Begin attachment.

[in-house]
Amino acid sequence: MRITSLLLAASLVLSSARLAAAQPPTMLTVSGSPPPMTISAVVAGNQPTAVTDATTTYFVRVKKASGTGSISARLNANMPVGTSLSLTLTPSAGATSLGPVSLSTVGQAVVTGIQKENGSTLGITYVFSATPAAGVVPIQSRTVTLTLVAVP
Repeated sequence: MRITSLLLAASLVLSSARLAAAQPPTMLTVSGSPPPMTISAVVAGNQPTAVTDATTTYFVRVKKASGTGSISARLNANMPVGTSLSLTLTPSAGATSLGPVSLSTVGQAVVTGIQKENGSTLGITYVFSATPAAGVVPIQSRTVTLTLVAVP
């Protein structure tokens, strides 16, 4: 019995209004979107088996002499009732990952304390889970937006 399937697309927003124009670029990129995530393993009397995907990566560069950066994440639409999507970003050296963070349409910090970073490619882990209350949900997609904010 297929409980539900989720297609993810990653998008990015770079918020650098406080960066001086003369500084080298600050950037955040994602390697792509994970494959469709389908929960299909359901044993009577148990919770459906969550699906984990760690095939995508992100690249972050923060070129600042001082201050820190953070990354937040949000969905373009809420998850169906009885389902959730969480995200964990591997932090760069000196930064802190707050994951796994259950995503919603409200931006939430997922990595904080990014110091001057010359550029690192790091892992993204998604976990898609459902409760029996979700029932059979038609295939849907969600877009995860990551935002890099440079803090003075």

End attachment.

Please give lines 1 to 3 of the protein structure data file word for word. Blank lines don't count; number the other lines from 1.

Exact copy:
[in-house]
Amino acid sequence: MRITSLLLAASLVLSSARLAAAQPPTMLTVSGSPPPMTISAVVAGNQPTAVTDATTTYFVRVKKASGTGSISARLNANMPVGTSLSLTLTPSAGATSLGPVSLSTVGQAVVTGIQKENGSTLGITYVFSATPAAGVVPIQSRTVTLTLVAVP
Repeated sequence: MRITSLLLAASLVLSSARLAAAQPPTMLTVSGSPPPMTISAVVAGNQPTAVTDATTTYFVRVKKASGTGSISARLNANMPVGTSLSLTLTPSAGATSLGPVSLSTVGQAVVTGIQKENGSTLGITYVFSATPAAGVVPIQSRTVTLTLVAVP